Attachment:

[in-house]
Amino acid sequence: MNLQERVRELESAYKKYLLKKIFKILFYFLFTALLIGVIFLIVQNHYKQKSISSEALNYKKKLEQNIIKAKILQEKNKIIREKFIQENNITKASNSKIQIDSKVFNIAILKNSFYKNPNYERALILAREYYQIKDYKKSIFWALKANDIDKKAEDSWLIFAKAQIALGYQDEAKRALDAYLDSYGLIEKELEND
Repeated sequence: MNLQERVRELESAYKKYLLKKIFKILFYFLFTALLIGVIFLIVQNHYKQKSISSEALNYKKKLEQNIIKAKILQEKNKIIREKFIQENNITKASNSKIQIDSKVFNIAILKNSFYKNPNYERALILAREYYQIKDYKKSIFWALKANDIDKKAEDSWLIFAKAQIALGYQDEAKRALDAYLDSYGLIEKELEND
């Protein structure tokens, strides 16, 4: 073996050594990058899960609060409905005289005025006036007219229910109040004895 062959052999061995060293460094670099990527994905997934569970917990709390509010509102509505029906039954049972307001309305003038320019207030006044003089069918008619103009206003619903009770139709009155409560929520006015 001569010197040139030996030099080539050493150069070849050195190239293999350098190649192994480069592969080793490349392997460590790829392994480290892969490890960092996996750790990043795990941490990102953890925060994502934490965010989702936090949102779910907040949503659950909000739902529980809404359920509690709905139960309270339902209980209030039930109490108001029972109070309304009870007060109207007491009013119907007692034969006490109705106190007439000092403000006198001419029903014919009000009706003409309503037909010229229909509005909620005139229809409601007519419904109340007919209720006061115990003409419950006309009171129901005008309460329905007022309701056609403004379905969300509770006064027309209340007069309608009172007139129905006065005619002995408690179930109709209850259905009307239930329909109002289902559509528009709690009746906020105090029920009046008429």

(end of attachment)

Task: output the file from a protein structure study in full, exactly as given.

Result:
[in-house]
Amino acid sequence: MNLQERVRELESAYKKYLLKKIFKILFYFLFTALLIGVIFLIVQNHYKQKSISSEALNYKKKLEQNIIKAKILQEKNKIIREKFIQENNITKASNSKIQIDSKVFNIAILKNSFYKNPNYERALILAREYYQIKDYKKSIFWALKANDIDKKAEDSWLIFAKAQIALGYQDEAKRALDAYLDSYGLIEKELEND
Repeated sequence: MNLQERVRELESAYKKYLLKKIFKILFYFLFTALLIGVIFLIVQNHYKQKSISSEALNYKKKLEQNIIKAKILQEKNKIIREKFIQENNITKASNSKIQIDSKVFNIAILKNSFYKNPNYERALILAREYYQIKDYKKSIFWALKANDIDKKAEDSWLIFAKAQIALGYQDEAKRALDAYLDSYGLIEKELEND
């Protein structure tokens, strides 16, 4: 073996050594990058899960609060409905005289005025006036007219229910109040004895 062959052999061995060293460094670099990527994905997934569970917990709390509010509102509505029906039954049972307001309305003038320019207030006044003089069918008619103009206003619903009770139709009155409560929520006015 001569010197040139030996030099080539050493150069070849050195190239293999350098190649192994480069592969080793490349392997460590790829392994480290892969490890960092996996750790990043795990941490990102953890925060994502934490965010989702936090949102779910907040949503659950909000739902529980809404359920509690709905139960309270339902209980209030039930109490108001029972109070309304009870007060109207007491009013119907007692034969006490109705106190007439000092403000006198001419029903014919009000009706003409309503037909010229229909509005909620005139229809409601007519419904109340007919209720006061115990003409419950006309009171129901005008309460329905007022309701056609403004379905969300509770006064027309209340007069309608009172007139129905006065005619002995408690179930109709209850259905009307239930329909109002289902559509528009709690009746906020105090029920009046008429």